Women are more likely to die of heart disease than men, yet are often underdiagnosed and presented with fewer management options and their treatment may result in greater complications. The reasons may include physiological differences between the sexes, a lack of physician knowledge and unconscious gender bias.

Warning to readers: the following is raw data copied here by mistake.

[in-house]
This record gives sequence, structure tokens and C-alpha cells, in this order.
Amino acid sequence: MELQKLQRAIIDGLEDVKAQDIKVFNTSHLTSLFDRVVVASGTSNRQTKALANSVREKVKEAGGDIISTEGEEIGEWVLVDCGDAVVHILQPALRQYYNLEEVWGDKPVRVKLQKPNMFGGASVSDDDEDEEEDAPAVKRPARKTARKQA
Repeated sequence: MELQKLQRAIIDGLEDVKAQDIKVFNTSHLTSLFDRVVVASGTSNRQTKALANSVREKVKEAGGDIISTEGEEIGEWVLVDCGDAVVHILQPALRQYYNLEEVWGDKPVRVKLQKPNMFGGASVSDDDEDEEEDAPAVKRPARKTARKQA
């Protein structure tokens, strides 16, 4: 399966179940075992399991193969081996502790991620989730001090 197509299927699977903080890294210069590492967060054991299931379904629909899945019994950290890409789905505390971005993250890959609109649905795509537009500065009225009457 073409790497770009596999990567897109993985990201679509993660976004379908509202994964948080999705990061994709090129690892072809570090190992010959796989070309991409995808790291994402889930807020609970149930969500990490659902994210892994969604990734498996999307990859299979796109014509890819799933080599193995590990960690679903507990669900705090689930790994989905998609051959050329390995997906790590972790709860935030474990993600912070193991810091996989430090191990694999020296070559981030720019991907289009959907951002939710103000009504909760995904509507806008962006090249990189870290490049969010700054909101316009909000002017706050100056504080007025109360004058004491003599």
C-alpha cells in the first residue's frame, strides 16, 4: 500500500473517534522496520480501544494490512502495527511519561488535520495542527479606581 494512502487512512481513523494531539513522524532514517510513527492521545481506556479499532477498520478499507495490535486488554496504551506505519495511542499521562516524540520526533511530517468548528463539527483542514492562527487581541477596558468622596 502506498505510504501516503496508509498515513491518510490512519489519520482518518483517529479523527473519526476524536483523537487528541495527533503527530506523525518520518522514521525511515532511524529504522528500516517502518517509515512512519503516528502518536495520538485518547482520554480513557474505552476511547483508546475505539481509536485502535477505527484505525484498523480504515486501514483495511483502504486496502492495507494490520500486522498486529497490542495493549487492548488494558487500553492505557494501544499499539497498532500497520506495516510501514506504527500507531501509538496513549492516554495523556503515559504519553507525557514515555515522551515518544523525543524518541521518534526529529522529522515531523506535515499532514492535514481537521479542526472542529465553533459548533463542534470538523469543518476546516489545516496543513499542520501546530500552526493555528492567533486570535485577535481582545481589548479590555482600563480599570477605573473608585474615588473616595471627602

- Women are at least five times more likely to die of heart disease than men.
- Differences in presentation can make diagnosis of heart disease in women more difficult.
- The Framingham risk score underestimates cardiac risk in women.
- Women at higher risk of CVD are treated with fewer therapeutic interventions; they are treated suboptimally with medication, catheterisation and revascularisation.
- Cardiac symptoms may have a different physiological basis in women.